DRAWING FROM THE IMAGINATION SCREEN
Whenever we decide to draw a subject in an exaggerated way, we do two things. First and foremost, we look at the subject objectively to see what they look normally. At this stage, we aren't applying a subjective opinion about the face's individual parts, we take everything in as a whole, first. After we've gotten a good look we start to look for facial "flaws", promise t attributes, etc. Finally once we've got that info, we start to imagine the face stretched pulled, and Shawnee based on the info we've obtained in the previous stage. This process happens quicker than it takes to write or tell, but it does happen. We draw based on what we see with our eyes, objectively, and also what we superimpose whats in our imagination. The level of exaggeration is keft up to the individual artist, but for the purpose of this article, I'm talking about extremely distorted exaggeration like my "peanut head shape"photo here.
AN EASIER WAY TO LEARN EXAGGERATION
Before I continue, let me stress that although you certainly can throw a photo into an image editing program, and trace or copy it to get a likeness quickly. I'm advocating using the tecnologhy as a tool to help you visualize the concept of exaggeration. Let's face it.for the average artist, doing exaggerated work is challenging. Some get close to understanding it, while others never seem to understand it. Master exaggerators often speak of maintaing proper relationships in the face when we stretch pull or squeeze. It's a ard concept though to visualize and remember if you don't have a picture to look at and imprint. In the aforementioned photo, my image is forced into a peanut shape, where the forehead and lower part of my face are ballooned out, and the middle is pinched in. By viewing the oho to, one can easily see what happens to the corresponding facial features of eye brows, eyes, nose mouth, even my goatee "react" when forced into that peanut shaped container. The same can be equally seen when my face is forced into an egg shape and a square shape. by taking your face or any for that matter, and playing around with it, you will get a "feel" for how the corresponding facial features are likely to react when subjected to a given geometric container. In short they will be locked into your imagination, and now that you can "see" what a given exaggerated face is likely to look, you can impose that principle on the current face you are observing.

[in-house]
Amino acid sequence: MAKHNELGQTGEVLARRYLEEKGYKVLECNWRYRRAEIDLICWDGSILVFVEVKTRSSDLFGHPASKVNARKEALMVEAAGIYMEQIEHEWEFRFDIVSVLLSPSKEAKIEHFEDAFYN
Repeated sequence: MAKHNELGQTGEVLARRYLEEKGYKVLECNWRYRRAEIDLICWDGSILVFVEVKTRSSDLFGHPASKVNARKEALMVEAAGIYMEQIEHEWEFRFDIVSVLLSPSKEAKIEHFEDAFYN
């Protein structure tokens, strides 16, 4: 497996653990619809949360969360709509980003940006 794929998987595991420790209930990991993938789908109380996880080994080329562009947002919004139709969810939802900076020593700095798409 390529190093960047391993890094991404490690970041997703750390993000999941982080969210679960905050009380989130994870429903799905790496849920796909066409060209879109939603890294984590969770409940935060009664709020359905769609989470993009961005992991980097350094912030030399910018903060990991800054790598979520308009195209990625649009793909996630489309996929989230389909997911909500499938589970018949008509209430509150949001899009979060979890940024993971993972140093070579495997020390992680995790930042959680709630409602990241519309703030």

I realize this approach is a mechanical one, but it's a starting point, a way of training your mind to look through a fun house mirror just a little faster than if you'd have to conjure up the image on your own.
A GREAT TOOL FOR FANTASY ART AND CHARACTER DESIGN
If youve ever been commissioned to draw fantasy. Type art, you know how difficult that can be.
The trick is to create alien characters no one has seen before, but still contain a certain kind of "reality". While some may find this easy to do without a visual aid, if you're like me, you more than likely end up drawing a stereotypical green colored alien with three round eyes and two antentaes on top of the head.
Playing around with a variety of faces in photo manipulation software provide you with endless options so that you can make alien critters so grotesque, you puke on your keyboard. Once you are satisfied with your character, simply copy it, with the confidence that you are not plagiarizing someone elses character.
EMBRACE THE PRESENT
regardless of how you feel about art and computer technologhy, the fact is that this tool is here to stay. As artists WE ARE SUPPOSED TO BE THE CREATIVE ONES! And that means having the desire and ability to use whatever tools the culture gives us to our advantage. If we can find a way to enhance our work, to do it faster and easier, there's no reason why we shouldn't. Photo imaging software is nothing more than using a specialized brush or pen to get our work done.and that should be what's most important to any artist. Getting the work done.
I'd appreciate your thoughts on this. All opinions, pro and con are welcome and encouraged.